PRECIOUS-Gold edges up on softer dollar; investors eye Powell's comments

BY Reuters | ECONOMIC | 02/06/23 08:23 PM EST

Feb 7 (Reuters) - Gold prices edged up on Tuesday, helped by a slight pullback in the dollar, with investors eyeing Federal Reserve Chair Jerome Powell's speech later in the day to gauge the U.S. central bank's monetary policy path.

FUNDAMENTALS

* Spot gold was 0.2% higher at $1,870.63 per ounce, as of 0046 GMT, after hitting its lowest since Jan. 6 in the previous session. U.S. gold futures rose 0.2% to $1,882.50.

* The dollar index eased 0.1%, making gold a more attractive bet for customers holding other currencies.

* Fed funds futures traders now see rates rising above 5% in May after data on Friday showed U.S. job growth accelerated sharply last month, which raised expectations that the Fed might keep interest rates higher for longer.

* Gold is sensitive to high interest rates, which lift the opportunity cost of holding non-yielding bullion.

* U.S. Treasury Secretary Janet Yellen said on Monday she saw a path for avoiding a U.S. recession, with inflation coming down significantly and the economy remaining strong, given the strength of the U.S. labour market.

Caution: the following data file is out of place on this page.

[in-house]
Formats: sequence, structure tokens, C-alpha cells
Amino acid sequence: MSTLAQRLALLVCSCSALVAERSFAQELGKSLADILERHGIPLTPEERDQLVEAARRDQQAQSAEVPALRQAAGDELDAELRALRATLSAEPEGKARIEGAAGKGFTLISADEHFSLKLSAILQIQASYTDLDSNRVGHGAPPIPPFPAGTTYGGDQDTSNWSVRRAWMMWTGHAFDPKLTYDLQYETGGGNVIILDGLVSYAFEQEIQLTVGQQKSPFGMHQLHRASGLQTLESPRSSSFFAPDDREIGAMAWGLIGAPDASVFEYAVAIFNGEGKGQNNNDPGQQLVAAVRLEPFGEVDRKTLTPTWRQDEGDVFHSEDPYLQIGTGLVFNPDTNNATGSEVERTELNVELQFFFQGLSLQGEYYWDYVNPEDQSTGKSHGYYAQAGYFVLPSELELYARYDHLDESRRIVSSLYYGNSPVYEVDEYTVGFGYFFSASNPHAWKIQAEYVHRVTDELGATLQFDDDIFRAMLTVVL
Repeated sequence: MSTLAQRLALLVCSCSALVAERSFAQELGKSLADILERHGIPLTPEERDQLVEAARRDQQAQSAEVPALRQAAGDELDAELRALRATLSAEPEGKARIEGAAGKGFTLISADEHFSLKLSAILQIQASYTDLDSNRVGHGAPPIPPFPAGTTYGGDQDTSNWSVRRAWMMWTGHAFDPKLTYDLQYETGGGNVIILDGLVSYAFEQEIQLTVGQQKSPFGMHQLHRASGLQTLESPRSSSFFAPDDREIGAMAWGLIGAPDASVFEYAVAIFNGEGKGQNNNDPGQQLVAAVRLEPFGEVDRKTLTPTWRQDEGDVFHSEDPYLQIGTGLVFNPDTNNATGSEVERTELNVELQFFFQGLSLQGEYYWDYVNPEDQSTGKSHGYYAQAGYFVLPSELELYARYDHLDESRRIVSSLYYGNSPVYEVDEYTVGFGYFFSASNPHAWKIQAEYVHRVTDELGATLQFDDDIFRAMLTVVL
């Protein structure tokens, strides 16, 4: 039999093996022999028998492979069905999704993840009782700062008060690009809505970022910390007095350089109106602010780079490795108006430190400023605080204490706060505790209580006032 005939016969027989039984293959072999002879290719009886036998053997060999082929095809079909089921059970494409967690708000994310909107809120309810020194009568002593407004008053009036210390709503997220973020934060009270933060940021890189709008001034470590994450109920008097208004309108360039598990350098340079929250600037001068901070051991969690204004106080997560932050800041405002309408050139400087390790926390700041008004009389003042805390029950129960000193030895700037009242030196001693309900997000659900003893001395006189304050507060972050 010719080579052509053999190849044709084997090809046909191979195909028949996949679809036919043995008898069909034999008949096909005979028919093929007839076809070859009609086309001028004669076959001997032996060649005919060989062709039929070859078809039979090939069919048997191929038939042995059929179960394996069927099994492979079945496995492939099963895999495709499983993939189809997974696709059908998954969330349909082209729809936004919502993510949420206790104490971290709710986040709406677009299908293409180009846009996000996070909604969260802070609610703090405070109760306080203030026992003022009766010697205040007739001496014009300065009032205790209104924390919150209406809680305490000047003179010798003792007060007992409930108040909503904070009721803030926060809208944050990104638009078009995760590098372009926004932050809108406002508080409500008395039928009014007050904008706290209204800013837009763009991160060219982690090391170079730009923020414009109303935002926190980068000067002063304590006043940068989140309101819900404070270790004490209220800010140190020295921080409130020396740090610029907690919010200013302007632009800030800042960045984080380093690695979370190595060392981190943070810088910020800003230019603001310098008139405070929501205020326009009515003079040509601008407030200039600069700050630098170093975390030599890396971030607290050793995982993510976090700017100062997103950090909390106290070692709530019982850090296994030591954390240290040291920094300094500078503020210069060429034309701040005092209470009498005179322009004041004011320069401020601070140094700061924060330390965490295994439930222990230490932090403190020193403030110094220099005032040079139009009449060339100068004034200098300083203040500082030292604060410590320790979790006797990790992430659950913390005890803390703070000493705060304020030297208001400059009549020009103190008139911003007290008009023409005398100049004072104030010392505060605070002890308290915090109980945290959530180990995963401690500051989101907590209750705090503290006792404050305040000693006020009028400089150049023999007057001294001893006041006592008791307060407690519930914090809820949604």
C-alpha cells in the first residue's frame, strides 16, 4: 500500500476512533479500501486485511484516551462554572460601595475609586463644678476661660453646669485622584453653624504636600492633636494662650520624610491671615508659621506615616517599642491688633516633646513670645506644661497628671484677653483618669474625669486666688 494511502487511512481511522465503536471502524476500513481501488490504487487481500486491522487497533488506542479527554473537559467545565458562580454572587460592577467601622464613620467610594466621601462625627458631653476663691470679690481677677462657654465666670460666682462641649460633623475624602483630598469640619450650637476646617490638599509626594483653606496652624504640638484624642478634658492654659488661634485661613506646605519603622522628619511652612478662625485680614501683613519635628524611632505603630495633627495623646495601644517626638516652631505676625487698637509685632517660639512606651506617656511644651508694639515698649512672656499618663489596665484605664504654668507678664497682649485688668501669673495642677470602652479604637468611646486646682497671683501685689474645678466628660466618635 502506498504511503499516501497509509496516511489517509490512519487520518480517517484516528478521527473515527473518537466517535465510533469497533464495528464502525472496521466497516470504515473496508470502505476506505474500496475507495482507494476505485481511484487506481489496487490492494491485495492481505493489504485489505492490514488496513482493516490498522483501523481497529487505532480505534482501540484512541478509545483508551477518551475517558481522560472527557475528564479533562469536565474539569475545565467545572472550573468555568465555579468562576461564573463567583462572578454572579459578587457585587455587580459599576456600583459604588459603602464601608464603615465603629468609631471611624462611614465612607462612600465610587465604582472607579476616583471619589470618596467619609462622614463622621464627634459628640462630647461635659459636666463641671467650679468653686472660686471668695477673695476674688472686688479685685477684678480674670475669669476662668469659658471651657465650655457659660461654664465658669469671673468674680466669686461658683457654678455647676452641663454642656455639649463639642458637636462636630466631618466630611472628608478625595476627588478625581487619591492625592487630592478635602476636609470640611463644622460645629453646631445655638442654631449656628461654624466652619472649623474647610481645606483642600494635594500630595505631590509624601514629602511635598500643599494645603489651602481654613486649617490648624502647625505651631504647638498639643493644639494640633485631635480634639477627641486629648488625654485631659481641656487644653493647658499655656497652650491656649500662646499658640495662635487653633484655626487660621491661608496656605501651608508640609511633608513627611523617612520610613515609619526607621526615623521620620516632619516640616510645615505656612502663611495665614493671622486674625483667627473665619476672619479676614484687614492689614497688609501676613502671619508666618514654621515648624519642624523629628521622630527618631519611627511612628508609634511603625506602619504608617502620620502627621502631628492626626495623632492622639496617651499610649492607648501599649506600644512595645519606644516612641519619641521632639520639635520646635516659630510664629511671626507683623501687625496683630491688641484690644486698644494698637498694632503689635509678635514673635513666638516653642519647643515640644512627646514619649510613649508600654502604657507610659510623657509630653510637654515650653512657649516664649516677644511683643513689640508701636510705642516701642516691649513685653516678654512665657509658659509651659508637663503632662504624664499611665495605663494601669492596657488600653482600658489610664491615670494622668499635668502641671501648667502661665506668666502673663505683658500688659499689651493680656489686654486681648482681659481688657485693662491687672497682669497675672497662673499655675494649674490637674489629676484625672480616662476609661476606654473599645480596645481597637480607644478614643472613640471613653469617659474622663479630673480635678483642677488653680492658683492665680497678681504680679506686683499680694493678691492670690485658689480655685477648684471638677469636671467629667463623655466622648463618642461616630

* SPDR Gold Trust, the world's largest gold-backed exchange-traded fund, said its holdings fell 0.25% to 917.92 tonnes on Monday from 920.24 tonnes on Friday.

* Spot silver rose 0.1% to $22.28 per ounce, platinum edged 0.2% lower to $969.96 and palladium was little changed at $1,597.78.

DATA/EVENTS (GMT)

0030 Australia Trade Balance G&S (A$) Dec

0330 Australia RBA Cash Rate Feb

0700 Germany Industrial Output Dec

0700 UK Halifax House Prices Jan

0745 France Reserve Assets Total Jan

1330 US International Trade $ Dec

1700 Federal Reserve Chair Jerome Powell participates in interview hosted by the Economic Club of Washington (Reporting by Kavya Guduru in Bengaluru; editing by Uttaresh.V)

In general the bond market is volatile, and fixed income securities carry interest rate risk. (As interest rates rise, bond prices usually fall, and vice versa. This effect is usually more pronounced for longer-term securities.) Fixed income securities also carry inflation risk and credit and default risks for both issuers and counterparties. Unlike individual bonds, most bond funds do not have a maturity date, so avoiding losses caused by price volatility by holding them until maturity is not possible.

Lower-quality debt securities generally offer higher yields, but also involve greater risk of default or price changes due to potential changes in the credit quality of the issuer. Any fixed income security sold or redeemed prior to maturity may be subject to loss.

Before investing, consider the funds' investment objectives, risks, charges, and expenses. Contact Fidelity for a prospectus or, if available, a summary prospectus containing this information. Read it carefully.

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